The controversy over corporate sponsorship in schools has been reignited with
Musica Viva's schools program entering into a national sponsorship agreement
Yesterday, the Federation of Parents and Citizens' Associations voiced its concern over McDonald's entry into schools in a deal understood to be a one-year renewable contract worth between $100,000 and $150,000.
"(There are businesses) that we would not necessarily think of as desirable to have a presence in our government school system," the federation's executive officer, Mr Warren Johnson, said. "While we are delighted Musica Viva have a program, we think it shows something about the poverty of our priorities that they have to seek sponsorship from McDonald's."
The federation will ask the Department of Education to examine setting up a foundation for sponsorship in the performing arts, similar to the one for sport.
However, the manager of Musica Viva in Schools, Mrs Bernadette McNamara, said it was delighted with the sponsorship. She said McDonald's was the only company among the many they approached prepared to put up the money after the withdrawal of the previous major sponsor, the Commonwealth Bank.
But news that Musica Viva's golden tunes would be sponsored by the golden arches so incensed one musician in the program, Mr Andy Busuttil, that he has just tendered his resignation. Mr Busuttil, who has been involved in the fight to keep McDonald's out of Katoomba, said the sponsorship was a "bizarre bedfellow".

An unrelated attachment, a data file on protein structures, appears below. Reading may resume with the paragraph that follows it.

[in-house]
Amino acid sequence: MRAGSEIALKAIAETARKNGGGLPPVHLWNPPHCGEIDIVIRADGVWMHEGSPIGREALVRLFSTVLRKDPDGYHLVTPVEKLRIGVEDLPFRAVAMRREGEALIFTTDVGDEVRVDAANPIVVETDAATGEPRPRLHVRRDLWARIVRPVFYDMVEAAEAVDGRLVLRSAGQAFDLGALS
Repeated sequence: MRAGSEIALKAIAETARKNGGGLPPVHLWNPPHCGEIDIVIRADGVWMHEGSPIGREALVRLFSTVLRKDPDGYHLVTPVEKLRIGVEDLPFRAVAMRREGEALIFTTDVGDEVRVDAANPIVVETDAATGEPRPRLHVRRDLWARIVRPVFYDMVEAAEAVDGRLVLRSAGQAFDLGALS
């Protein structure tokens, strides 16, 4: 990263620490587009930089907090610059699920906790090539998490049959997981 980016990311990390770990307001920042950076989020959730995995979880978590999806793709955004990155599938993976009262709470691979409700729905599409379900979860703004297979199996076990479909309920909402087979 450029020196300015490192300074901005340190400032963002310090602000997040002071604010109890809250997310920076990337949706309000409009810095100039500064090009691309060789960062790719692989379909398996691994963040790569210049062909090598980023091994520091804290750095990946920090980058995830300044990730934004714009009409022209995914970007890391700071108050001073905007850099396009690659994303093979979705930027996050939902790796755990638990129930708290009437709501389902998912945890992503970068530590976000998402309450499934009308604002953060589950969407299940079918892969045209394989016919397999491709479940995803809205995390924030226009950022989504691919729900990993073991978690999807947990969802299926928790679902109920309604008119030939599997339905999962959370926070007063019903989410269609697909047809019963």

"The corporate sponsorship of our cultural base through a hamburger outlet of the reputation and origin of McDonald's is something that I find totally unacceptable and incongruent with my sense of aesthetics and ethical values," he said in this resignation letter.
"The thought of performing in front of the McDonald's logo and, in so doing, playing on the trust of children in our audience and influencing them to buy the product bound within such a questionable corporate context is not one I could entertain."
In a statement, McDonald's vice-president, Mr John Blyth, said the company was a longstanding supporter of arts and schools and the Musica Viva sponsorship was "an important community service which will assist schools and children across the country in a time when funding for arts programs is not always easy to find".
Mrs McNamara said there was no proposal for musicians to wear the McDonald's logo.
"It is one of the challenges for us to make sure all the musicians are on board," she said.